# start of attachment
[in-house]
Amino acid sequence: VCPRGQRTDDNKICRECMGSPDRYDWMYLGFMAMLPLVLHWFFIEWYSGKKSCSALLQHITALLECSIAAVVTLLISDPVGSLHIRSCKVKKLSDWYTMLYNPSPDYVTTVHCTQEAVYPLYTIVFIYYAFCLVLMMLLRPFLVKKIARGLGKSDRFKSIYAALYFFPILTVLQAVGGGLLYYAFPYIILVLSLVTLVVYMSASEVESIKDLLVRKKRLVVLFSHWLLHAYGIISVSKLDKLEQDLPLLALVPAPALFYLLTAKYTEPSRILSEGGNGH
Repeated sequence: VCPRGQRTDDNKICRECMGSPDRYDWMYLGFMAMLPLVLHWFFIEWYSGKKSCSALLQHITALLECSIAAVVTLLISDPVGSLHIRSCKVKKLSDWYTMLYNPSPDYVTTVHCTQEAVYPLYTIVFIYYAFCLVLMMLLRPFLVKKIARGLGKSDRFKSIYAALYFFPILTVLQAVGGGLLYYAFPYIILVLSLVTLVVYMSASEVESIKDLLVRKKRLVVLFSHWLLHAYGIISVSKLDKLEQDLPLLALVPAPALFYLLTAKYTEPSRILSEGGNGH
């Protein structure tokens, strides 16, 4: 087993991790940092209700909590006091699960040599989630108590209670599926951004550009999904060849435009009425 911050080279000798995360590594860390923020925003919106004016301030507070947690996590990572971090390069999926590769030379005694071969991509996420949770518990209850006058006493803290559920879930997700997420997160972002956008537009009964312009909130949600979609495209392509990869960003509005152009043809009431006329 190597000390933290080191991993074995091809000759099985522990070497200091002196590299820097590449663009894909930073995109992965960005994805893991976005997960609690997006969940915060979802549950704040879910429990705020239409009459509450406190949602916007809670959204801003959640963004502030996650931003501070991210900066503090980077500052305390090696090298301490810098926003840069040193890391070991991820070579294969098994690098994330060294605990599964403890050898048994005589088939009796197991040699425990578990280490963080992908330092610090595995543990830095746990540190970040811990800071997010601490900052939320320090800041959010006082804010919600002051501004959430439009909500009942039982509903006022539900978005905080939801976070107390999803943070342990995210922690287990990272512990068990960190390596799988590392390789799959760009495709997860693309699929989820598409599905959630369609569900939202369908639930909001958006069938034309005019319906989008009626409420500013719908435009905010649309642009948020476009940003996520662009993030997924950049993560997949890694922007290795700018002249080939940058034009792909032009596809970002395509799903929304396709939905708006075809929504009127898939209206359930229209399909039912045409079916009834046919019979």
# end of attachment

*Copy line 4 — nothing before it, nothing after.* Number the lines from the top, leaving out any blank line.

């Protein structure tokens, strides 16, 4: 087993991790940092209700909590006091699960040599989630108590209670599926951004550009999904060849435009009425 911050080279000798995360590594860390923020925003919106004016301030507070947690996590990572971090390069999926590769030379005694071969991509996420949770518990209850006058006493803290559920879930997700997420997160972002956008537009009964312009909130949600979609495209392509990869960003509005152009043809009431006329 190597000390933290080191991993074995091809000759099985522990070497200091002196590299820097590449663009894909930073995109992965960005994805893991976005997960609690997006969940915060979802549950704040879910429990705020239409009459509450406190949602916007809670959204801003959640963004502030996650931003501070991210900066503090980077500052305390090696090298301490810098926003840069040193890391070991991820070579294969098994690098994330060294605990599964403890050898048994005589088939009796197991040699425990578990280490963080992908330092610090595995543990830095746990540190970040811990800071997010601490900052939320320090800041959010006082804010919600002051501004959430439009909500009942039982509903006022539900978005905080939801976070107390999803943070342990995210922690287990990272512990068990960190390596799988590392390789799959760009495709997860693309699929989820598409599905959630369609569900939202369908639930909001958006069938034309005019319906989008009626409420500013719908435009905010649309642009948020476009940003996520662009993030997924950049993560997949890694922007290795700018002249080939940058034009792909032009596809970002395509799903929304396709939905708006075809929504009127898939209206359930229209399909039912045409079916009834046919019979």